Andrew Grove, a former chairman and CEO of Intel who help build the maker of semiconductors into one of Silicon Valley's most important companies, died Monday at age 79. His death was confirmed by Intel. 

Grove, who worked at the technology company since its founding, became the company's president in 1979 and CEO in 1987. During his tenure, revenue at the company increased from $1.9 billion to $26 billion. He also wrote a best-selling book, "Only the Paranoid Survive," and was named Time magazine's "Man of the Year" in 1997.

“We are deeply saddened by the passing of former Intel Chairman and CEO Andy Grove,” said Intel CEO Brian Krzanich. “Andy made the impossible happen, time and again, and inspired generations of technologists, entrepreneurs and business leaders.”

Born in Hungary, Grove survived Nazi occupation and emigrated to the United States around 1956. He studied chemical engineering at the City College of New York before going on to complete his Ph.D at the University of California at Berkeley in 1963. He was first hired by Intel co-founder Gordon Moore at  Fairchild Semiconductor. Grove was Moore's first hire at Intel when it was started in 1968.

“Andy approached corporate strategy and leadership in ways that continue to influence prominent thinkers and companies around the world,” said Intel Chairman Andy Bryant. “He combined the analytic approach of a scientist with an ability to engage others in honest and deep conversation, which sustained Intel’s success over a period that saw the rise of the personal computer, the Internet and Silicon Valley.”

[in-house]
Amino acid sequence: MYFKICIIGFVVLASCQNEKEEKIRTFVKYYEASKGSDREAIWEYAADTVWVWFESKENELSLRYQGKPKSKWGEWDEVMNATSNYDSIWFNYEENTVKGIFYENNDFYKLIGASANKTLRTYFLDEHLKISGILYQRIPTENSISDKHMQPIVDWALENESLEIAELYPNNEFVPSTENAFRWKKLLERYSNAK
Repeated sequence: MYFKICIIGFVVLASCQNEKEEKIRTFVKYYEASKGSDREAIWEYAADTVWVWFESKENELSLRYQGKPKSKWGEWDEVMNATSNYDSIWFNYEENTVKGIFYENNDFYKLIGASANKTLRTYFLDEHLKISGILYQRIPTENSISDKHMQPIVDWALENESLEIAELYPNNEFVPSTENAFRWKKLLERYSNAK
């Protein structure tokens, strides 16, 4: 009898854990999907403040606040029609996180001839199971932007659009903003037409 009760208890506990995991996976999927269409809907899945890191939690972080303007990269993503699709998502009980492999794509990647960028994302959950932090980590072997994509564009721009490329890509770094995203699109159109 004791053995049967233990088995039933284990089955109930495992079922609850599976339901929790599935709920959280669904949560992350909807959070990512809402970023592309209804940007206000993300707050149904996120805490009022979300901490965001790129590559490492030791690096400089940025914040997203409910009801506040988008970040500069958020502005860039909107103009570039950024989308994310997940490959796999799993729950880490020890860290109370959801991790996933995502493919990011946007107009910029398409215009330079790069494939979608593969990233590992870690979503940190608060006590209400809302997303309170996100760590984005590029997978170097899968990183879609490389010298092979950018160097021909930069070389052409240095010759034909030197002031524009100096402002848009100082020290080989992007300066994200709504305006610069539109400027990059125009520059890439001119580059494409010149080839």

Grove is survived by his wife, Eva, two children, and eight grandchildren. He had suffered from Parkinson's disease, but the cause of his death was not immediately made public.




Leaders in the tech industry expressed their condolences Monday. "Andy Grove was one of the giants of the technology world," Apple CEO Tim Cook wrote on Twitter. "He loved our country and epitomized America at its best. Rest in peace."

In a series of tweets, venture capitalist John Doerr also responded to Grove's death. "Last night Silicon Valley (and the world) lost a titan and freedom fighter," Doerr tweeted. "Andy Grove lived the maxim 'execution is everything.' Andy Grove was a towering leader, mentor, and educator. He was ruthlessly, intellectually honest. And rightly proud of building Intel. Andy Grove shared his greatest joy is family and being a grandfather. We're grateful for his life, and sorry for their loss."

Marc Andreesssen, co-founder of AH Capital Management, also offered his condolences. "The best company builder Silicon Valley has ever seen, and likely will ever see," he tweeted.


Former General Electric CEO Jack Welch called Grove "courageous" when he responded to Grove's death Monday evening. "World lost a great leader,courageous entrepreneur, savvy businessman and just terrific person with passing of Andy Grove," Welch tweeted.